Excerpts from The God Who Predestines from Peter Leithart.
Paul’s first large statement in Ephesians is an act of worship. He does not investigate the work of Christ, or the doctrine of election, or predestination, or the goal of redemption in a speculative, scientific, objective fashion. Rather, he celebrates God’s plan now realized in Christ, a plan in which Paul participates. . . .
For Paul, God’s choice and predestination does not pertain only to our salvation, but to all things. God’s purpose is to “sum up all things in Christ, things in the heavens and things upon the earth” (1:10). God not only chooses His people before the foundation of the world, but also “works all things after the counsel of His will” (1:11). In other words, Paul believes that our salvation, and the formation of the church, and the course of history, and the realization of God’s purposes for history, depend entirely on God. . . . Nothing can thwart His will or overturn it. . . .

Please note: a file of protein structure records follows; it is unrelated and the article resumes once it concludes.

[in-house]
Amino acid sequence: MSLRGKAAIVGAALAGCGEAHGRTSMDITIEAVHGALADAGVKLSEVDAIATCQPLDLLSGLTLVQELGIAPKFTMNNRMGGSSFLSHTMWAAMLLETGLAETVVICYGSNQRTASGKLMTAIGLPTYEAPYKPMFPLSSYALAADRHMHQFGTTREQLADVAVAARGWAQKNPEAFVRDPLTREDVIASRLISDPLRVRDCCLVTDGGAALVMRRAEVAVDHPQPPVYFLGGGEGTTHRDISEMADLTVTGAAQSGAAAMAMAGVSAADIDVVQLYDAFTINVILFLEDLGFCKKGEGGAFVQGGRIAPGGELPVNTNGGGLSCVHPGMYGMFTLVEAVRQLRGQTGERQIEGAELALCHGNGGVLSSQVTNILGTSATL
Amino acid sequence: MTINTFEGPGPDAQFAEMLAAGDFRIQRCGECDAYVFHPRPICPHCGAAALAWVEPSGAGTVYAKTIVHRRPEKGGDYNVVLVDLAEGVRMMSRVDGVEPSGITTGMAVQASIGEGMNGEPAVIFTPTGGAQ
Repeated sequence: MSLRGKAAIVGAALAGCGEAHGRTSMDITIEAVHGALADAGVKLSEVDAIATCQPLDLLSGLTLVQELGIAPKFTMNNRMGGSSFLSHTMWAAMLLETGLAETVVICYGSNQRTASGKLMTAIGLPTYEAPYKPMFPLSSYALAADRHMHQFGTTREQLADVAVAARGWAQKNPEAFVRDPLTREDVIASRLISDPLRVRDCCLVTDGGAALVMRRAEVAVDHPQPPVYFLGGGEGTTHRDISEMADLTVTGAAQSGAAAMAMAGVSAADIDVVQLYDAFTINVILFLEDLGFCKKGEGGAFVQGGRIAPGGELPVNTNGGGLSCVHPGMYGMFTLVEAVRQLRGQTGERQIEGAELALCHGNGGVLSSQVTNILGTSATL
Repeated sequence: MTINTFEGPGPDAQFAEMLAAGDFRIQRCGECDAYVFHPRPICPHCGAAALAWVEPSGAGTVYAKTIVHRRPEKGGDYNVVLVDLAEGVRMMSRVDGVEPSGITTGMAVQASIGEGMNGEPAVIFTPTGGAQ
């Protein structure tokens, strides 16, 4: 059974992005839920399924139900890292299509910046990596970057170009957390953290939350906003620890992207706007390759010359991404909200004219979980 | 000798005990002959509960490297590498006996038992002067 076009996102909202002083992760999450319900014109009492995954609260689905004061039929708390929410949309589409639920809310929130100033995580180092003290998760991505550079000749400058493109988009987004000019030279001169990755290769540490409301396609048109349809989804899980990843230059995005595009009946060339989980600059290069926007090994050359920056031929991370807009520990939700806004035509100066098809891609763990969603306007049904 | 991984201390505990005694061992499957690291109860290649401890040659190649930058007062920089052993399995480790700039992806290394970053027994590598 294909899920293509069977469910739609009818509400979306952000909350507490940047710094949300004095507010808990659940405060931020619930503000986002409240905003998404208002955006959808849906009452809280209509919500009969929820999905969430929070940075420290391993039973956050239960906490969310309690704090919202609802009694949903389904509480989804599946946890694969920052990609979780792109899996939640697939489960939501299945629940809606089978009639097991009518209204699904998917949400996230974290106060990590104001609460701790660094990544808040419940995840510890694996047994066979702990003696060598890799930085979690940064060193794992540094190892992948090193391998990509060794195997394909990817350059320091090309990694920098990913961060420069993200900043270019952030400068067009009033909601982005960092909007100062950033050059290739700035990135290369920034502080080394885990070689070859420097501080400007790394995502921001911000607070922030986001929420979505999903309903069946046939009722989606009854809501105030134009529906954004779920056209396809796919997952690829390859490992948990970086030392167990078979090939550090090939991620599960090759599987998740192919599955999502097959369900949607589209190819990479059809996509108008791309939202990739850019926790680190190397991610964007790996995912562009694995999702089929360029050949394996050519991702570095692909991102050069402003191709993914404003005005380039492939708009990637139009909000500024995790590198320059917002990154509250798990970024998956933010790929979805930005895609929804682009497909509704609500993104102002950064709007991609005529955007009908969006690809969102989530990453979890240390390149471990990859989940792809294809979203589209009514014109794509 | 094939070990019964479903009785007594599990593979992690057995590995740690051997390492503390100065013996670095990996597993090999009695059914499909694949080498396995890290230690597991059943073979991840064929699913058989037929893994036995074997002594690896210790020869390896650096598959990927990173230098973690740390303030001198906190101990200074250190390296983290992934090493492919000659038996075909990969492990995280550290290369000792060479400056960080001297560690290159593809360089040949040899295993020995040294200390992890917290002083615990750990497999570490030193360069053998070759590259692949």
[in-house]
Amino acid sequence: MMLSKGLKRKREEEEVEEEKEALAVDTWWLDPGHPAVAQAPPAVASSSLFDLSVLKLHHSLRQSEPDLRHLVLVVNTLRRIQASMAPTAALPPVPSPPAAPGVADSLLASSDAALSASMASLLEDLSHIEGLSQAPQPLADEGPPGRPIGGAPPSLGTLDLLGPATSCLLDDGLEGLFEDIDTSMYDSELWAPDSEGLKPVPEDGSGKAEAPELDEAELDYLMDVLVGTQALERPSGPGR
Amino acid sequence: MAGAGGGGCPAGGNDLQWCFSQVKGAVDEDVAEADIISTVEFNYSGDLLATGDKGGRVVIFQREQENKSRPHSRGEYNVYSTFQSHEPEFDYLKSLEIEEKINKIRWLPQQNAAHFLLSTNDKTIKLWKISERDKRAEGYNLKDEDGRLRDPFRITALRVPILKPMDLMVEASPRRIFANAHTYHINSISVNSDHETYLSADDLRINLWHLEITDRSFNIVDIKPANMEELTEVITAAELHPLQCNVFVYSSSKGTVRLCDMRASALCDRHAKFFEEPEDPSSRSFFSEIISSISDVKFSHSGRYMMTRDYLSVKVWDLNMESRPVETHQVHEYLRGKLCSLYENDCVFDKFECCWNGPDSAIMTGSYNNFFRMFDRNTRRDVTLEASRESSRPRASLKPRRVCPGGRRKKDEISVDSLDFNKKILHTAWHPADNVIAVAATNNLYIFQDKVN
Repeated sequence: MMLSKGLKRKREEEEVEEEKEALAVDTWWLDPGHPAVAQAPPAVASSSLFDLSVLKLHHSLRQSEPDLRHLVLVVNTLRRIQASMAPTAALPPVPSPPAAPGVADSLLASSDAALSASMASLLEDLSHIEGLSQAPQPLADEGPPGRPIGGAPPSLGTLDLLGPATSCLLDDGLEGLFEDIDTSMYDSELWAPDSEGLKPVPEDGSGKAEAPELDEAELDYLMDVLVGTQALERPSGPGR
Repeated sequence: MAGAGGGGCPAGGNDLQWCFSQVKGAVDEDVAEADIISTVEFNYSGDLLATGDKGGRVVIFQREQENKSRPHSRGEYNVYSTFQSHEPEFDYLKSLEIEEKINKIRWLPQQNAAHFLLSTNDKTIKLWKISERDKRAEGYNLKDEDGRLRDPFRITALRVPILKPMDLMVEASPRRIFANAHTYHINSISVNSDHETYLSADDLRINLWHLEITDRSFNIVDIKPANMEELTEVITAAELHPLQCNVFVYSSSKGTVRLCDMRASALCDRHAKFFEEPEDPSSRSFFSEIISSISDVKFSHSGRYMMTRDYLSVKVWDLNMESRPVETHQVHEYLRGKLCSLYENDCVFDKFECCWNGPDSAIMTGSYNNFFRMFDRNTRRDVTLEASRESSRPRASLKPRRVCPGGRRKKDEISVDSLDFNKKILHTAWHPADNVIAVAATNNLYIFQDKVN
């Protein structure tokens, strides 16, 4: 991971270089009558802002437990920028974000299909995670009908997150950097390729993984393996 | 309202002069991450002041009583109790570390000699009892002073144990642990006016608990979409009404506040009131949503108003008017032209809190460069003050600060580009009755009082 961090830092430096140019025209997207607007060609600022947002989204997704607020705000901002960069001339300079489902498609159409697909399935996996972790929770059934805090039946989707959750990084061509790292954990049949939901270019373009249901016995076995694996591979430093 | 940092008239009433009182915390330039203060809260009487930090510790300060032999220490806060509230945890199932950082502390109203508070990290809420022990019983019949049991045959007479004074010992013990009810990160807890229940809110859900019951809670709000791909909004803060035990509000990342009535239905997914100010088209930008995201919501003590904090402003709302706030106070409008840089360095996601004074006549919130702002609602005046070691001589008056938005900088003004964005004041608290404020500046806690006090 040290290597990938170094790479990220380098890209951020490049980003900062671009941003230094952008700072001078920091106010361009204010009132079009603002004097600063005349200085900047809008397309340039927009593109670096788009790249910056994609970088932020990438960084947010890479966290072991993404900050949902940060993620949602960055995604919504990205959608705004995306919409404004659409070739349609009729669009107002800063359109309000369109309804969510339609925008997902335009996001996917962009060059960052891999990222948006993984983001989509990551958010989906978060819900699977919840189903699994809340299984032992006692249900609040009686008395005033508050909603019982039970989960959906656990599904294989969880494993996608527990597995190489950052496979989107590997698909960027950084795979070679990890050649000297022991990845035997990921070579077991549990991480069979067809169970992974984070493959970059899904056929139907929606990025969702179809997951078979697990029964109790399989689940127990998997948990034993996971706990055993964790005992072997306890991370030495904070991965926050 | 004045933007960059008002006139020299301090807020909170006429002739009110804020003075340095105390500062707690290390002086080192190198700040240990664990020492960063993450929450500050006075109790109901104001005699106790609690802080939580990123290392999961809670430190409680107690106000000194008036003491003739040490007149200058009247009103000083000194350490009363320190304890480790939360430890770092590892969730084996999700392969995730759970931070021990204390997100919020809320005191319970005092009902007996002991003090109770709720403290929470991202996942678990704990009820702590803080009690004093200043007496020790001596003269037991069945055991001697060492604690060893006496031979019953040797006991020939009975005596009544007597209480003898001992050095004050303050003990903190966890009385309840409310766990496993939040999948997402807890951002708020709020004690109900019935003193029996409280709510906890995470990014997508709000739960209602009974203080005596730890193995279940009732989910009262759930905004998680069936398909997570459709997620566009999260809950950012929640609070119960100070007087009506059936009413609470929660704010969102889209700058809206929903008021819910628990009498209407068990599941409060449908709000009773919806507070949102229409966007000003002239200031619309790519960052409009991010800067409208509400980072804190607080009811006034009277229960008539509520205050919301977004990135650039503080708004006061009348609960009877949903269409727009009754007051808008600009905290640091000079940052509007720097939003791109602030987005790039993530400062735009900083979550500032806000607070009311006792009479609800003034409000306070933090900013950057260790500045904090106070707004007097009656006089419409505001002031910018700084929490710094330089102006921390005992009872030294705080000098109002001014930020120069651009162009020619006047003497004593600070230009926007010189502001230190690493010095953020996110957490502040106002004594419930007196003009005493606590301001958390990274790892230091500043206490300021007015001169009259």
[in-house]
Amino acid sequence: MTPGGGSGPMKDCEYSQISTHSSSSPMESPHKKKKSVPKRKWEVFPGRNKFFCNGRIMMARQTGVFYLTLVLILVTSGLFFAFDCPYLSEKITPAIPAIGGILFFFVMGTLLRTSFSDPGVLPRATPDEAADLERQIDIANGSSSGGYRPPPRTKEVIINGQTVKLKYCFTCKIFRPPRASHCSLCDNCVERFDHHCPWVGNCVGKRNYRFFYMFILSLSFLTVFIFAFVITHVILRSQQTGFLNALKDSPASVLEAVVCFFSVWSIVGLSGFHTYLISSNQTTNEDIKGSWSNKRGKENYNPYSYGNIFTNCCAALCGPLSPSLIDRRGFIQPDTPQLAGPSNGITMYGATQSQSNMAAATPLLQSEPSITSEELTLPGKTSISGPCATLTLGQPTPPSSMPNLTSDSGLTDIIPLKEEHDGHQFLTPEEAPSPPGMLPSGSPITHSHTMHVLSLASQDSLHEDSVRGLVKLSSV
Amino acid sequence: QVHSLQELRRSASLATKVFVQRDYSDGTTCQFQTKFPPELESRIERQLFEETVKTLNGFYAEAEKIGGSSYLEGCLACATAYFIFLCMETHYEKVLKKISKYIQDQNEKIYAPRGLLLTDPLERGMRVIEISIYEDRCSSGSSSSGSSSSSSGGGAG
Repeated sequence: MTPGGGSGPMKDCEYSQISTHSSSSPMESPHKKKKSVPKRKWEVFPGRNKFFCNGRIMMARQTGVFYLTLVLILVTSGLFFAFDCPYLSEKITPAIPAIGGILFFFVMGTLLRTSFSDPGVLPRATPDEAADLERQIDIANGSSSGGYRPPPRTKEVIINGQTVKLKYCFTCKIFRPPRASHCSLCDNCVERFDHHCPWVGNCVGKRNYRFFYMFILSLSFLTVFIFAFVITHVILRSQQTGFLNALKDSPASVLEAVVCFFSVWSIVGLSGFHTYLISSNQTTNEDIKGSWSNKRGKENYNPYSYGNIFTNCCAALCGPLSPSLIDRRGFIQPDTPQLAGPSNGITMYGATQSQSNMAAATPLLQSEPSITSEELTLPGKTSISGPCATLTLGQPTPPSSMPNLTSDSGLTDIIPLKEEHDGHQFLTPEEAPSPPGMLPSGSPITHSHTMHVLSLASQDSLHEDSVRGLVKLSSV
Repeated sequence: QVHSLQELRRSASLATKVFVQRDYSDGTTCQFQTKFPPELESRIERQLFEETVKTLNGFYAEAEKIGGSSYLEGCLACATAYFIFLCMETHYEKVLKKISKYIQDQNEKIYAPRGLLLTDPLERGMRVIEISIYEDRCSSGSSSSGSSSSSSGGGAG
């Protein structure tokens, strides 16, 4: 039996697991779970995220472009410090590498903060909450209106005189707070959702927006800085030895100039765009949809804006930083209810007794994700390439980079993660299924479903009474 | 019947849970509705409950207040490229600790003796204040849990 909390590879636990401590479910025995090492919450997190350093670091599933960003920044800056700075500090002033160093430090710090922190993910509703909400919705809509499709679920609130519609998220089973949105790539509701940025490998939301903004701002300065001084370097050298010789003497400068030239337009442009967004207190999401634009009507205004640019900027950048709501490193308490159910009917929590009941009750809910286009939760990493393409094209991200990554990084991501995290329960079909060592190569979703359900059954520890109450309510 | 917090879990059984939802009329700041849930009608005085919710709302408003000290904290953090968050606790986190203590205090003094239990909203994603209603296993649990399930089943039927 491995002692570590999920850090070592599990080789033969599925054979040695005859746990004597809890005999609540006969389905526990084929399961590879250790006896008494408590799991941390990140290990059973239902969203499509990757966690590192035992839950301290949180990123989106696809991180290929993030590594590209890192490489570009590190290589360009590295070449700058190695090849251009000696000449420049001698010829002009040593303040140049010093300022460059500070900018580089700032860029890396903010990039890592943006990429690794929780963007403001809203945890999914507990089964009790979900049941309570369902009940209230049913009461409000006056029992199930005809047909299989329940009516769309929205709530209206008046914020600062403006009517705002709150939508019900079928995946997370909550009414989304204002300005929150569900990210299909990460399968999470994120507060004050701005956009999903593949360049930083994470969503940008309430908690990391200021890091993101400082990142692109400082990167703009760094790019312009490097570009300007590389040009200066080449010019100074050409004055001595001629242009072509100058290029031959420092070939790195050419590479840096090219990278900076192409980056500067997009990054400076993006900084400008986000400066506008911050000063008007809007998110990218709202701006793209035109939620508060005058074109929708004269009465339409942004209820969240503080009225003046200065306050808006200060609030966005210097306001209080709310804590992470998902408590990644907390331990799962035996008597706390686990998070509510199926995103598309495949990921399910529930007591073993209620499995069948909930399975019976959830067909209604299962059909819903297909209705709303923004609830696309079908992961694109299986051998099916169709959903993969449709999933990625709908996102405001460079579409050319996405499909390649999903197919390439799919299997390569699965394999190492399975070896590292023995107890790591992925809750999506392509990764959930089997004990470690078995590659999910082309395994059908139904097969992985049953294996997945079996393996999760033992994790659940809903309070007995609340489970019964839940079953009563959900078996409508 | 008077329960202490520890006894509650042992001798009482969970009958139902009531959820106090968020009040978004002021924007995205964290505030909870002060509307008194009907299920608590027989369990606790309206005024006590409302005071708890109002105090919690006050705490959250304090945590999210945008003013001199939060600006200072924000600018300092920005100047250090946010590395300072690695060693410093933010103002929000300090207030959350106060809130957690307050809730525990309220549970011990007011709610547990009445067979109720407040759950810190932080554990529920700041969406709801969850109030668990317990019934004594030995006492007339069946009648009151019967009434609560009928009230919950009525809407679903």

We are tempted to think about all of these things in purely individual terms – as if God chose individuals for salvation and forgiveness and blessing and that was the end of it. No, Paul works the other way round. God’s big story is the story of the universe, and [we believers] find our individual stories by seeing them in the light of the big story.
Leithart is from the Reformed or Calvinist tradtion, but to these propositions this Wesleyan-Arminian can say, “Amen.”
Read the whole thing here.